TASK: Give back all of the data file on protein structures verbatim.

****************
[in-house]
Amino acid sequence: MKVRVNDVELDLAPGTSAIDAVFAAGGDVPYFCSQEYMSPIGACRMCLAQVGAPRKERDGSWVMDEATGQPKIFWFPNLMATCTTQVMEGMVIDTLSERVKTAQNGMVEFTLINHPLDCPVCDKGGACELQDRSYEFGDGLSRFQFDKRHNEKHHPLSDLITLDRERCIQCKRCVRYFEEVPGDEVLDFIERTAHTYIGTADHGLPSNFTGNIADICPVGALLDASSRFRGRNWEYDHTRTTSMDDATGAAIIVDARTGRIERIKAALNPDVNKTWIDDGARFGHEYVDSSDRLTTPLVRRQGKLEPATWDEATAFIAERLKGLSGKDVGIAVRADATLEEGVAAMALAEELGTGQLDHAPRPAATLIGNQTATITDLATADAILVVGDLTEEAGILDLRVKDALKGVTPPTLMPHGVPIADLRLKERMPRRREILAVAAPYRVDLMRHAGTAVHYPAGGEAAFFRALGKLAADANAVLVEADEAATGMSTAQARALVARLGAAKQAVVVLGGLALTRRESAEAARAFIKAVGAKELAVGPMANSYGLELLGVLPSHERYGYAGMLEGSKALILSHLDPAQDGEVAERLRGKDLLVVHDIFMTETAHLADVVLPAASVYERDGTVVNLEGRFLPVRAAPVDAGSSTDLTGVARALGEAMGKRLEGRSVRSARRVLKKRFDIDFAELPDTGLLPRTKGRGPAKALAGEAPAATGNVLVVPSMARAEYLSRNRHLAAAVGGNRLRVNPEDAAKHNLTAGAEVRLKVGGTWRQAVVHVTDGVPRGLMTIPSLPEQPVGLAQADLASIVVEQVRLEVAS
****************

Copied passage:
[in-house]
Amino acid sequence: MKVRVNDVELDLAPGTSAIDAVFAAGGDVPYFCSQEYMSPIGACRMCLAQVGAPRKERDGSWVMDEATGQPKIFWFPNLMATCTTQVMEGMVIDTLSERVKTAQNGMVEFTLINHPLDCPVCDKGGACELQDRSYEFGDGLSRFQFDKRHNEKHHPLSDLITLDRERCIQCKRCVRYFEEVPGDEVLDFIERTAHTYIGTADHGLPSNFTGNIADICPVGALLDASSRFRGRNWEYDHTRTTSMDDATGAAIIVDARTGRIERIKAALNPDVNKTWIDDGARFGHEYVDSSDRLTTPLVRRQGKLEPATWDEATAFIAERLKGLSGKDVGIAVRADATLEEGVAAMALAEELGTGQLDHAPRPAATLIGNQTATITDLATADAILVVGDLTEEAGILDLRVKDALKGVTPPTLMPHGVPIADLRLKERMPRRREILAVAAPYRVDLMRHAGTAVHYPAGGEAAFFRALGKLAADANAVLVEADEAATGMSTAQARALVARLGAAKQAVVVLGGLALTRRESAEAARAFIKAVGAKELAVGPMANSYGLELLGVLPSHERYGYAGMLEGSKALILSHLDPAQDGEVAERLRGKDLLVVHDIFMTETAHLADVVLPAASVYERDGTVVNLEGRFLPVRAAPVDAGSSTDLTGVARALGEAMGKRLEGRSVRSARRVLKKRFDIDFAELPDTGLLPRTKGRGPAKALAGEAPAATGNVLVVPSMARAEYLSRNRHLAAAVGGNRLRVNPEDAAKHNLTAGAEVRLKVGGTWRQAVVHVTDGVPRGLMTIPSLPEQPVGLAQADLASIVVEQVRLEVAS